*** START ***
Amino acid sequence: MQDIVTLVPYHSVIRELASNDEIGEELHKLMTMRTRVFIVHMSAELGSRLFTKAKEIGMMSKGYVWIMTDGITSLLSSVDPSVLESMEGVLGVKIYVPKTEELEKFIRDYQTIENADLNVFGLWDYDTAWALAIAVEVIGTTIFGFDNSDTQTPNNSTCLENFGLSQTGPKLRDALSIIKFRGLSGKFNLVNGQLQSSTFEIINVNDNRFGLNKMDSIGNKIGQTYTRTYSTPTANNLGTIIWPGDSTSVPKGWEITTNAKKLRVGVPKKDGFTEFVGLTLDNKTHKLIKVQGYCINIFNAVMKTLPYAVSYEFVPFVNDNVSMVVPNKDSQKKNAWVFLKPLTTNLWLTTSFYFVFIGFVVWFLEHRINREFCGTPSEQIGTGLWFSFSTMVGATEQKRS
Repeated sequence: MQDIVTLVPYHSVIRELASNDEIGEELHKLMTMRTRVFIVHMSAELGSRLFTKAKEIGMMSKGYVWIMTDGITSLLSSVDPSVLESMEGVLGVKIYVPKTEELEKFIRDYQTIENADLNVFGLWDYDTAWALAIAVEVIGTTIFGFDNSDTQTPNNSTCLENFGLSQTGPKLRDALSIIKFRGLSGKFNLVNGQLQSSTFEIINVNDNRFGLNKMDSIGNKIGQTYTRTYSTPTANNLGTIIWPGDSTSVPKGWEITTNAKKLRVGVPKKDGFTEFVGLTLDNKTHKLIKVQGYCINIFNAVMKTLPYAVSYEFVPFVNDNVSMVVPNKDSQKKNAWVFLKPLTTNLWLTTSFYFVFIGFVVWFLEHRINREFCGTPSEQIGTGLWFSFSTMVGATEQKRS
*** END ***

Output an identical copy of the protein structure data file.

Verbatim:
Amino acid sequence: MQDIVTLVPYHSVIRELASNDEIGEELHKLMTMRTRVFIVHMSAELGSRLFTKAKEIGMMSKGYVWIMTDGITSLLSSVDPSVLESMEGVLGVKIYVPKTEELEKFIRDYQTIENADLNVFGLWDYDTAWALAIAVEVIGTTIFGFDNSDTQTPNNSTCLENFGLSQTGPKLRDALSIIKFRGLSGKFNLVNGQLQSSTFEIINVNDNRFGLNKMDSIGNKIGQTYTRTYSTPTANNLGTIIWPGDSTSVPKGWEITTNAKKLRVGVPKKDGFTEFVGLTLDNKTHKLIKVQGYCINIFNAVMKTLPYAVSYEFVPFVNDNVSMVVPNKDSQKKNAWVFLKPLTTNLWLTTSFYFVFIGFVVWFLEHRINREFCGTPSEQIGTGLWFSFSTMVGATEQKRS
Repeated sequence: MQDIVTLVPYHSVIRELASNDEIGEELHKLMTMRTRVFIVHMSAELGSRLFTKAKEIGMMSKGYVWIMTDGITSLLSSVDPSVLESMEGVLGVKIYVPKTEELEKFIRDYQTIENADLNVFGLWDYDTAWALAIAVEVIGTTIFGFDNSDTQTPNNSTCLENFGLSQTGPKLRDALSIIKFRGLSGKFNLVNGQLQSSTFEIINVNDNRFGLNKMDSIGNKIGQTYTRTYSTPTANNLGTIIWPGDSTSVPKGWEITTNAKKLRVGVPKKDGFTEFVGLTLDNKTHKLIKVQGYCINIFNAVMKTLPYAVSYEFVPFVNDNVSMVVPNKDSQKKNAWVFLKPLTTNLWLTTSFYFVFIGFVVWFLEHRINREFCGTPSEQIGTGLWFSFSTMVGATEQKRS